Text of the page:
Kevin Ware, the Louisville guard who suffered a gruesome broken leg during an Elite Eight game against Duke on Sunday, confirmed on Twitter Tuesday that he’ll be back on court “next season.”
As Ware begins his long journey to recovery, he has taken to Twitter to express gratitude to his fans and speculate on an upcoming comeback. He was released from his Indianapolis hospital on Tuesday after a Sunday surgery.
“I'm thankful for all the support I'm receiving right now. Never thought I'd be the talk of the country,” Ware tweeted on Monday, simultaneously debuting a new Twitter avatar depicting a Louisville Cardinal with a leg cast.
The Los Angeles Times also reports that Ware tweeted he would be back on the court by next year’s basketball season.
“ill be back by next season,” Ware reportedly tweeted, though it seems the tweet was later deleted.
Still, despite the lack of an exact timeline for when Ware will be back on the court, the Louisville guard believes he will be playing basketball again before too long. While his injury, which sent his tibia bone sticking out of his shin, looked horrendous, doctors insist that he will one day be able to play basketball again.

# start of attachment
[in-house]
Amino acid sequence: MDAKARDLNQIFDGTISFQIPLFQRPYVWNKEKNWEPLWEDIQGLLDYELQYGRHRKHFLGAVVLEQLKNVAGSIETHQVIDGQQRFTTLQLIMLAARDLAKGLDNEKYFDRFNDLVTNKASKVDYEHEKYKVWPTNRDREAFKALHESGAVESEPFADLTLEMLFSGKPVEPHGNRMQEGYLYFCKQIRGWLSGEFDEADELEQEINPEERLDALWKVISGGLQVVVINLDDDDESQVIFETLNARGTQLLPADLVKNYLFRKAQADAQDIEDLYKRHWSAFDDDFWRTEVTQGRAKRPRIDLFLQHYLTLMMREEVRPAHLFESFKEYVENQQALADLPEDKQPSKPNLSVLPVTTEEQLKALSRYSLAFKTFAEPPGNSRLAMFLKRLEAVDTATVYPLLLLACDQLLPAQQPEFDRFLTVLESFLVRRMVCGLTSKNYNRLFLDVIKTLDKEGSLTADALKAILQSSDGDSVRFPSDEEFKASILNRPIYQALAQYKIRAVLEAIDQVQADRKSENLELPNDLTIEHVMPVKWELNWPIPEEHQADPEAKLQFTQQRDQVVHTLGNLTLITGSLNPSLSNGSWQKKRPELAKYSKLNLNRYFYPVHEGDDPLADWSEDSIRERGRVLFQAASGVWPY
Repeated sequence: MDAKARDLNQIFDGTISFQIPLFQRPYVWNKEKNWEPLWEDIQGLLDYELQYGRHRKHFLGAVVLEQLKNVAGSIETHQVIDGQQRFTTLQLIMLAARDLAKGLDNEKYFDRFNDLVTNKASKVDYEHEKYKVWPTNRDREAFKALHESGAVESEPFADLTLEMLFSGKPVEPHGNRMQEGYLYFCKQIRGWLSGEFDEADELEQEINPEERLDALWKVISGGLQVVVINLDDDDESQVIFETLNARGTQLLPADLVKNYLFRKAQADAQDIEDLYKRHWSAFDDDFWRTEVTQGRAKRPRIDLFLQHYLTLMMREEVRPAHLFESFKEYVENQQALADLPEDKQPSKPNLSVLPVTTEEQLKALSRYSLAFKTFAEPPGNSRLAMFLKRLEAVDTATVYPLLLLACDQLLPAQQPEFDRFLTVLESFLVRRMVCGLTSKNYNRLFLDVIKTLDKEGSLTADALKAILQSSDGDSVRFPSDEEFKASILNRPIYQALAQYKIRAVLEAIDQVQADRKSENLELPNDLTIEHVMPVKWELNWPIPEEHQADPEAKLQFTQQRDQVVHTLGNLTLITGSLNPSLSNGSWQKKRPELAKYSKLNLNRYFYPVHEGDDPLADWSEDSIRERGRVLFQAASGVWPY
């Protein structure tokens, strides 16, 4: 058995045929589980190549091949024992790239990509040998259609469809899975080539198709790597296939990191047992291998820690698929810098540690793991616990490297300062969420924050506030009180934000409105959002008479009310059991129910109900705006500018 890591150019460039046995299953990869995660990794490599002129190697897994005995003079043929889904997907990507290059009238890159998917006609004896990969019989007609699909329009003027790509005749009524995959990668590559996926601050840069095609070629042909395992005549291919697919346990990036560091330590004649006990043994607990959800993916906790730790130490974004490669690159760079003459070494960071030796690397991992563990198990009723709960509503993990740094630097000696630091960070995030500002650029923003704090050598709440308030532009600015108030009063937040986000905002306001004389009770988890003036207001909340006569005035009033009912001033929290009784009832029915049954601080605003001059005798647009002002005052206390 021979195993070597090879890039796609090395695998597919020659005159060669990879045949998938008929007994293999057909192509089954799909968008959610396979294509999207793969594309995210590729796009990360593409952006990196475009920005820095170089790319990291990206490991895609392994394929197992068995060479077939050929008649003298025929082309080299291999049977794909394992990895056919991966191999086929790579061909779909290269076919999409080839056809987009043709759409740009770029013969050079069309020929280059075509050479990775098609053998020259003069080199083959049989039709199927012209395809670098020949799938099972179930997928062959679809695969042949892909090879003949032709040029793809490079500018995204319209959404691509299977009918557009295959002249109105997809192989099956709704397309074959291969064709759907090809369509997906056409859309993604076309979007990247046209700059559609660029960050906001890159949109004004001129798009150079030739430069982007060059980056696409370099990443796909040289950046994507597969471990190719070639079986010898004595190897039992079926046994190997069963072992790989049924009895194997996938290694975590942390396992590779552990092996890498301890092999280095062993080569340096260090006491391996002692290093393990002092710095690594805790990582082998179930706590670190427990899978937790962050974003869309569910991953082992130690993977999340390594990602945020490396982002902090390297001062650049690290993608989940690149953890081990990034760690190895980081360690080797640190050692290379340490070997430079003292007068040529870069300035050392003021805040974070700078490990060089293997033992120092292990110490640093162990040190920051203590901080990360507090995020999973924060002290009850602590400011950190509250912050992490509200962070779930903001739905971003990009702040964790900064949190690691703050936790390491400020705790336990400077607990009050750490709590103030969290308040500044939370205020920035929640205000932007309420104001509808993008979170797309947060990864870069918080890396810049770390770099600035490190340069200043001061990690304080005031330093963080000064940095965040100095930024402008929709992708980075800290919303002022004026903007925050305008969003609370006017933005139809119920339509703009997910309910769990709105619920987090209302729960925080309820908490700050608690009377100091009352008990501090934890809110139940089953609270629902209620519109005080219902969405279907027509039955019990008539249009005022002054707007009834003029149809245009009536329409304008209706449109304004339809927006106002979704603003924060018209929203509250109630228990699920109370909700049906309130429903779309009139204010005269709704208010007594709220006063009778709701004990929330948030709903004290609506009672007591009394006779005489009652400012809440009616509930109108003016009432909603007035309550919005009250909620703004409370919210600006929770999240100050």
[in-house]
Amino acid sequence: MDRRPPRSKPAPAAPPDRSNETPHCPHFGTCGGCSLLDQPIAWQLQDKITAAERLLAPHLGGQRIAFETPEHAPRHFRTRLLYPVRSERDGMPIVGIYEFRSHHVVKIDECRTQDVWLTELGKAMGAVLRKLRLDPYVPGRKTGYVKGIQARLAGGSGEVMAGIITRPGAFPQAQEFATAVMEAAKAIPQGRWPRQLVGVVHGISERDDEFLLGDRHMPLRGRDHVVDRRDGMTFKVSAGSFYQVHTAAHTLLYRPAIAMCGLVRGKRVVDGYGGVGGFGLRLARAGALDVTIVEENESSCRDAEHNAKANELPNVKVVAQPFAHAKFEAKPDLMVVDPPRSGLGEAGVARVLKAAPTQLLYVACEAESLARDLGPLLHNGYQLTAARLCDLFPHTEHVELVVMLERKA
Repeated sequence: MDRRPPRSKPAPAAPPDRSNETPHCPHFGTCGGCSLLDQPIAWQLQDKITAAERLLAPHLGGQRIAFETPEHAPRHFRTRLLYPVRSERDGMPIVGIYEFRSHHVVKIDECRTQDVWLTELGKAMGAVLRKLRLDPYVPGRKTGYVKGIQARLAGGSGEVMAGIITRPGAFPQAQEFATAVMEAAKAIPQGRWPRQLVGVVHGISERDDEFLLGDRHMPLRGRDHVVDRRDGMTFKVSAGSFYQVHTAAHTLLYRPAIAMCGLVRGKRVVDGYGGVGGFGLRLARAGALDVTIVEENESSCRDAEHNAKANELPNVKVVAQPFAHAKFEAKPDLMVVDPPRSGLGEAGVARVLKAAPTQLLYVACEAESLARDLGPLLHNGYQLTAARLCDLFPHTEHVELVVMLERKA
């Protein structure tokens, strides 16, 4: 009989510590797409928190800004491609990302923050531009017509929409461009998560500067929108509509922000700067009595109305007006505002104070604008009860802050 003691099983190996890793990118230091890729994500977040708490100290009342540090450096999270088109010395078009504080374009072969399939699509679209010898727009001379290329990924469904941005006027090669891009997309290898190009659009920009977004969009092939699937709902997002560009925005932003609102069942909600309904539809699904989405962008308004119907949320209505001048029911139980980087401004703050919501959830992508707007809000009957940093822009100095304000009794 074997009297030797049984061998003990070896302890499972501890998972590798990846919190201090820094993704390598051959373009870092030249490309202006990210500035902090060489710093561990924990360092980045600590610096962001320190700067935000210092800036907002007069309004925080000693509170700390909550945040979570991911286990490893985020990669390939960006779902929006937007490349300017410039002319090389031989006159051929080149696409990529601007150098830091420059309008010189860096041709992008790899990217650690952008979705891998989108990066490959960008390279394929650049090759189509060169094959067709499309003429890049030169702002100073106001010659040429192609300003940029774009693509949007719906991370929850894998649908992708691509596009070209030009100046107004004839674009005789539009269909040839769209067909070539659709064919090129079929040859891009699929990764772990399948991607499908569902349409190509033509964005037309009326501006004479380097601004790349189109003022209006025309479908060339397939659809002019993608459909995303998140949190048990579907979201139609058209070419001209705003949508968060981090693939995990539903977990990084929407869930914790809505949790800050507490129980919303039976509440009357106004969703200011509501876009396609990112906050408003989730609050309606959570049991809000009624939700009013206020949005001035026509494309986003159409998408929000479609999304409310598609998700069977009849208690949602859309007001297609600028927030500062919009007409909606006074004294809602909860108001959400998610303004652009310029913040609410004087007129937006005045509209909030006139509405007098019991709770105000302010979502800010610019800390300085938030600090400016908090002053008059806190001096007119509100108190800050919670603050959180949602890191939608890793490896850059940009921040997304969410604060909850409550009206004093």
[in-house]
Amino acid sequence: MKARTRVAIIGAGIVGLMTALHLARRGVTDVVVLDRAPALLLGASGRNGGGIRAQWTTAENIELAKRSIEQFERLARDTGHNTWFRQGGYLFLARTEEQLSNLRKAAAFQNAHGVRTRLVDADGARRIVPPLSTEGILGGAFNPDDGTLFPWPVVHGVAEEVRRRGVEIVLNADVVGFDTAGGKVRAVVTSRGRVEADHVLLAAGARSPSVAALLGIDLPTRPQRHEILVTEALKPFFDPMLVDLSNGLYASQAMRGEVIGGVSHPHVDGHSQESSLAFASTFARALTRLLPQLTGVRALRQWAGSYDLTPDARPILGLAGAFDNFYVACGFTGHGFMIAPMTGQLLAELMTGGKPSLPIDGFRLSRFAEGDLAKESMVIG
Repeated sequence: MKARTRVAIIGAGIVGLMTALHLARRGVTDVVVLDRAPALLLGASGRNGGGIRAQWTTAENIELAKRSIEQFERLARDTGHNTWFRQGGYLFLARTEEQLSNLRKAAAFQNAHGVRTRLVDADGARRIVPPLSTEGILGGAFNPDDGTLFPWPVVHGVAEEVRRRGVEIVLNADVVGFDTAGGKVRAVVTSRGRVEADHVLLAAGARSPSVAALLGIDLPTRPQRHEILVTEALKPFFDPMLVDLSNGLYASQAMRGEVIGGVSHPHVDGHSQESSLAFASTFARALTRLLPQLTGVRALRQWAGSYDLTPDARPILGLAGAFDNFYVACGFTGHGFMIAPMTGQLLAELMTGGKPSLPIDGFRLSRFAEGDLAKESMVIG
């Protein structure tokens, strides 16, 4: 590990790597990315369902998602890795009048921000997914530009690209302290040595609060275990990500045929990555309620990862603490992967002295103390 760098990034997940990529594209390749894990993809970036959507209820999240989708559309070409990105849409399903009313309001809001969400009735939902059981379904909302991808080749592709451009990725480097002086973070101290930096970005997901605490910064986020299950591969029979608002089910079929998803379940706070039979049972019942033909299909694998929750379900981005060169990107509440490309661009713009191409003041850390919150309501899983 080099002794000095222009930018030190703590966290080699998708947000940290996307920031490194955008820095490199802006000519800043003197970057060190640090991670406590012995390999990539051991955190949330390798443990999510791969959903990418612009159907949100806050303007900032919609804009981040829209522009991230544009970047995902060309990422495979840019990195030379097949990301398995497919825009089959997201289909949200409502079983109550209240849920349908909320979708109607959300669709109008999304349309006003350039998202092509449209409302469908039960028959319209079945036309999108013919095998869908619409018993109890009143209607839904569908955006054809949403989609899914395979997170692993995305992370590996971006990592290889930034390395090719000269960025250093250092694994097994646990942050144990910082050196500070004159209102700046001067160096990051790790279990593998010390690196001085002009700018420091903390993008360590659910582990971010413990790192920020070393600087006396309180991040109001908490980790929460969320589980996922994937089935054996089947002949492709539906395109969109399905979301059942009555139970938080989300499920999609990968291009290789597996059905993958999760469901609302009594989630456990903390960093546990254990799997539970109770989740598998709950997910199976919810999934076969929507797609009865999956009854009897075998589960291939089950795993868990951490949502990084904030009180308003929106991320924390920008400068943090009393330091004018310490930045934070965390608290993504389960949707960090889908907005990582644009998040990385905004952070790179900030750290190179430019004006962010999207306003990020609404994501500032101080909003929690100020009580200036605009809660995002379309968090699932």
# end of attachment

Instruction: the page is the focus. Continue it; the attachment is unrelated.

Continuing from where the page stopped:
"This is a minor setback for a major comeback," Ware told the New York Daily News on Tuesday. "I have to have the right approach to it. They told me things are gonna be good for me. This is not a lifetime injury where I can never play basketball again.
"But getting to where I want to be and where I need to be is gonna take some time."
When Ware finally does recover, it appears he won’t have to worry about with large medical bills. According to USA Today, Ware’s Louisville insurance will cover all his costs, and he and his family will not be stuck with a large tab at the end of his recovery.
"There is generally no out-of-pocket medical expenses for the student-athlete or his family, and none for Kevin in this instance," Kenny Klein, Louisville's athletic spokesman, told USA Today.
Eric Brown is an IBTimes reporter who eats far too much pizza. He is a graduate of Mercer University in Macon, Georgia, and currently resides in Brooklyn.